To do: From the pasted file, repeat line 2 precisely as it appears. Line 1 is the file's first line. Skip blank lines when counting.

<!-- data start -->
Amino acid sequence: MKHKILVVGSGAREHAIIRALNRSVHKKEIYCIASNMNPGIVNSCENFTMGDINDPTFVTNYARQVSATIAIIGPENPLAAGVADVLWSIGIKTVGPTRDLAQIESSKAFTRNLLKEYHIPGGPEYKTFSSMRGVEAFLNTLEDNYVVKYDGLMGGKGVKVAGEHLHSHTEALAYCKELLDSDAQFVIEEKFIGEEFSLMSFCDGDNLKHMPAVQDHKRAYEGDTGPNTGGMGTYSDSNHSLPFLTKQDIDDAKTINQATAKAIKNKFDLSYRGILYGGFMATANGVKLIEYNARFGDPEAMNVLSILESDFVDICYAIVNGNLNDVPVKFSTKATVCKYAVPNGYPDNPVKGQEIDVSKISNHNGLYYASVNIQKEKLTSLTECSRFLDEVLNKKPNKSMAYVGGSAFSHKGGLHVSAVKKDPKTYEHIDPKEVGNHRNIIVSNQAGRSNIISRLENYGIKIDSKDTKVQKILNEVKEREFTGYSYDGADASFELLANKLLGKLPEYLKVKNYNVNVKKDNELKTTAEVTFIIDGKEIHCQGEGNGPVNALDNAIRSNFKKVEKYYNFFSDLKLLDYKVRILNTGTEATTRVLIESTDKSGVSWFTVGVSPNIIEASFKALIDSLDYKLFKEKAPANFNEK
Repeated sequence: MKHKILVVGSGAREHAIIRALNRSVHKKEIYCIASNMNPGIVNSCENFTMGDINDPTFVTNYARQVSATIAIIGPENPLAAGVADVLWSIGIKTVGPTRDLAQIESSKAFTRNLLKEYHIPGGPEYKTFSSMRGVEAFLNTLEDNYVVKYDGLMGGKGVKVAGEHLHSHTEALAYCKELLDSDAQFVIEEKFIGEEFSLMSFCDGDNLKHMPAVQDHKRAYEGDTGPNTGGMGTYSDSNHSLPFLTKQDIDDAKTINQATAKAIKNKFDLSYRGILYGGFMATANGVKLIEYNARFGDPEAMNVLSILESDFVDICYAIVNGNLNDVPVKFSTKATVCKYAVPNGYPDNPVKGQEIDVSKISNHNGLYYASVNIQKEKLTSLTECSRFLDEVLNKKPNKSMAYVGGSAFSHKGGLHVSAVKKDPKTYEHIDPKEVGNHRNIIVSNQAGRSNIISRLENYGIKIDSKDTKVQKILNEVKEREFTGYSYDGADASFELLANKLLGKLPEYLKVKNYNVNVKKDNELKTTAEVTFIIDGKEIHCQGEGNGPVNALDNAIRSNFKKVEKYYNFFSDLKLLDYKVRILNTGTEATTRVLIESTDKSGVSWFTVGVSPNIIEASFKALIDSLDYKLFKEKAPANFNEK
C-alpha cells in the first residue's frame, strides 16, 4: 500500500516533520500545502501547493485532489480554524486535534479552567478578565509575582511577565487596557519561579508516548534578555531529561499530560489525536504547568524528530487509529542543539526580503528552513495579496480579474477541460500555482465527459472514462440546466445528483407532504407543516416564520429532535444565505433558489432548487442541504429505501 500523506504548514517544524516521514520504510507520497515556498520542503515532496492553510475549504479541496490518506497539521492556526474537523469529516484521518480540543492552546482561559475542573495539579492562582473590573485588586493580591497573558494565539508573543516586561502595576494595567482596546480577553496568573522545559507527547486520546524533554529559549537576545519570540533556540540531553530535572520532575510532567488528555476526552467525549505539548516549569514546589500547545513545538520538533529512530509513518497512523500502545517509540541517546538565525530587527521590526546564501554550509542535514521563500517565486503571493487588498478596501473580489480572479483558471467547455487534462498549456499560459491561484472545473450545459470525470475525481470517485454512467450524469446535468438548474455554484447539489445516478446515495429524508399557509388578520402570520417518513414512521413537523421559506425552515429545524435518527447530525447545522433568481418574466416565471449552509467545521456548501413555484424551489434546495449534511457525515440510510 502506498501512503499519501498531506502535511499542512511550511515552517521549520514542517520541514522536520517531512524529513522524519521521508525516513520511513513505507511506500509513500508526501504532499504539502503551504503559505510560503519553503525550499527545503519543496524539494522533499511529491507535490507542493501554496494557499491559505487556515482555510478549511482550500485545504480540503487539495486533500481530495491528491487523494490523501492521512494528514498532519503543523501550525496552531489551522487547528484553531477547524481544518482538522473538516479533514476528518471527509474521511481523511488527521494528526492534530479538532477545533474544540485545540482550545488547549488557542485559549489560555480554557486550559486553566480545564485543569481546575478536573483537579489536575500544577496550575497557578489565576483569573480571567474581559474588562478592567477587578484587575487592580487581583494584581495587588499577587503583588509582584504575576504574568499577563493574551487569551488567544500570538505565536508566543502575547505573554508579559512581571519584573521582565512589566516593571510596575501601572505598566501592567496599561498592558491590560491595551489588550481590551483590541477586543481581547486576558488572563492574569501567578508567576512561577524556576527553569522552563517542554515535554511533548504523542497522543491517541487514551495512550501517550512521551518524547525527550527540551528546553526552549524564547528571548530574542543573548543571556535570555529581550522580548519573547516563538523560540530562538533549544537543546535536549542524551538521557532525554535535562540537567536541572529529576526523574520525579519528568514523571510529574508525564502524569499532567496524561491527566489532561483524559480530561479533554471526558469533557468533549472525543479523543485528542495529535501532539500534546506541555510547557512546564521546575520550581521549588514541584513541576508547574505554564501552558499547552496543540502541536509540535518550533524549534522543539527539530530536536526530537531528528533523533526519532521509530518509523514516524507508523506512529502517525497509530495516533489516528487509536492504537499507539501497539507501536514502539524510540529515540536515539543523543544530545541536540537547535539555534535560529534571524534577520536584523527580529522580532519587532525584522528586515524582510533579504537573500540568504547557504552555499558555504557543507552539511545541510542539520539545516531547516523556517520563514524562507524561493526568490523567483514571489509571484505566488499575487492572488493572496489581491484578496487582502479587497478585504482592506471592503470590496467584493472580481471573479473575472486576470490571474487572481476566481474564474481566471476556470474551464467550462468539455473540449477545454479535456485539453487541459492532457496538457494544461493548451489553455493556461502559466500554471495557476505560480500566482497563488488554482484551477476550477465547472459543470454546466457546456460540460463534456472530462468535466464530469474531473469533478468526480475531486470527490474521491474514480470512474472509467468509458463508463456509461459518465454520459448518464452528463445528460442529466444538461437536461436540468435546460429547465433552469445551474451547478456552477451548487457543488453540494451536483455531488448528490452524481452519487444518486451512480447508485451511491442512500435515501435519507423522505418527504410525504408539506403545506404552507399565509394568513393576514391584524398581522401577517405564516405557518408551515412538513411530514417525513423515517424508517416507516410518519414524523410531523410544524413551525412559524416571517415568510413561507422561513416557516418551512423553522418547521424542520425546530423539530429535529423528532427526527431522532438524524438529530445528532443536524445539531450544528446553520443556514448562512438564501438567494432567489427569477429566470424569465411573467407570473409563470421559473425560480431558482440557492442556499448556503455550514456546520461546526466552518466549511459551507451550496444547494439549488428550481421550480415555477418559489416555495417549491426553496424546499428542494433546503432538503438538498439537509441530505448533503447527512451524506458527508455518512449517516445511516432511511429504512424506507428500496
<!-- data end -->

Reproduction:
Repeated sequence: MKHKILVVGSGAREHAIIRALNRSVHKKEIYCIASNMNPGIVNSCENFTMGDINDPTFVTNYARQVSATIAIIGPENPLAAGVADVLWSIGIKTVGPTRDLAQIESSKAFTRNLLKEYHIPGGPEYKTFSSMRGVEAFLNTLEDNYVVKYDGLMGGKGVKVAGEHLHSHTEALAYCKELLDSDAQFVIEEKFIGEEFSLMSFCDGDNLKHMPAVQDHKRAYEGDTGPNTGGMGTYSDSNHSLPFLTKQDIDDAKTINQATAKAIKNKFDLSYRGILYGGFMATANGVKLIEYNARFGDPEAMNVLSILESDFVDICYAIVNGNLNDVPVKFSTKATVCKYAVPNGYPDNPVKGQEIDVSKISNHNGLYYASVNIQKEKLTSLTECSRFLDEVLNKKPNKSMAYVGGSAFSHKGGLHVSAVKKDPKTYEHIDPKEVGNHRNIIVSNQAGRSNIISRLENYGIKIDSKDTKVQKILNEVKEREFTGYSYDGADASFELLANKLLGKLPEYLKVKNYNVNVKKDNELKTTAEVTFIIDGKEIHCQGEGNGPVNALDNAIRSNFKKVEKYYNFFSDLKLLDYKVRILNTGTEATTRVLIESTDKSGVSWFTVGVSPNIIEASFKALIDSLDYKLFKEKAPANFNEK